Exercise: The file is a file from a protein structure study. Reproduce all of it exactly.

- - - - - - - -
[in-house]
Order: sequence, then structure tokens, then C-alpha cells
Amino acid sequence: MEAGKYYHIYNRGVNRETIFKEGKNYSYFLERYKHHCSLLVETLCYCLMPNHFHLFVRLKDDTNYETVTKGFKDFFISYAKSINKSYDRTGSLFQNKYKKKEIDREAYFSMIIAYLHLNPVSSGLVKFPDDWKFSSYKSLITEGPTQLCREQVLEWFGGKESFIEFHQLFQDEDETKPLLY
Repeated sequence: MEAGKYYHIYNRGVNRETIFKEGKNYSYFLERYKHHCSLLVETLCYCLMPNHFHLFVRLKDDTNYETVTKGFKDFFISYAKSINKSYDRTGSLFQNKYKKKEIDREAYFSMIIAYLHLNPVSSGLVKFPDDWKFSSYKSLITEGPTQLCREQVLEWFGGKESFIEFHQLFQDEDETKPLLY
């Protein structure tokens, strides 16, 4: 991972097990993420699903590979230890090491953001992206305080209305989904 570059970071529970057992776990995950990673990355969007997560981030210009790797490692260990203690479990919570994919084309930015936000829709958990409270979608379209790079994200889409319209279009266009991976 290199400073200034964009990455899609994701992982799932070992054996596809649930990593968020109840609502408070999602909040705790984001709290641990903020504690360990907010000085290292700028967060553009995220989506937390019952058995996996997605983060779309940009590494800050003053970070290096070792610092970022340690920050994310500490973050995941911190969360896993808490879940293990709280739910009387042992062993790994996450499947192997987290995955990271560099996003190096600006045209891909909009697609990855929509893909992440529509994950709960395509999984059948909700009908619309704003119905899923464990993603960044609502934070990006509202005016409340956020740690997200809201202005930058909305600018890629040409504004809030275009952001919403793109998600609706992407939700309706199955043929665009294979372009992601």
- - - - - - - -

[in-house]
Order: sequence, then structure tokens, then C-alpha cells
Amino acid sequence: MEAGKYYHIYNRGVNRETIFKEGKNYSYFLERYKHHCSLLVETLCYCLMPNHFHLFVRLKDDTNYETVTKGFKDFFISYAKSINKSYDRTGSLFQNKYKKKEIDREAYFSMIIAYLHLNPVSSGLVKFPDDWKFSSYKSLITEGPTQLCREQVLEWFGGKESFIEFHQLFQDEDETKPLLY
Repeated sequence: MEAGKYYHIYNRGVNRETIFKEGKNYSYFLERYKHHCSLLVETLCYCLMPNHFHLFVRLKDDTNYETVTKGFKDFFISYAKSINKSYDRTGSLFQNKYKKKEIDREAYFSMIIAYLHLNPVSSGLVKFPDDWKFSSYKSLITEGPTQLCREQVLEWFGGKESFIEFHQLFQDEDETKPLLY
């Protein structure tokens, strides 16, 4: 991972097990993420699903590979230890090491953001992206305080209305989904 570059970071529970057992776990995950990673990355969007997560981030210009790797490692260990203690479990919570994919084309930015936000829709958990409270979608379209790079994200889409319209279009266009991976 290199400073200034964009990455899609994701992982799932070992054996596809649930990593968020109840609502408070999602909040705790984001709290641990903020504690360990907010000085290292700028967060553009995220989506937390019952058995996996997605983060779309940009590494800050003053970070290096070792610092970022340690920050994310500490973050995941911190969360896993808490879940293990709280739910009387042992062993790994996450499947192997987290995955990271560099996003190096600006045209891909909009697609990855929509893909992440529509994950709960395509999984059948909700009908619309704003119905899923464990993603960044609502934070990006509202005016409340956020740690997200809201202005930058909305600018890629040409504004809030275009952001919403793109998600609706992407939700309706199955043929665009294979372009992601």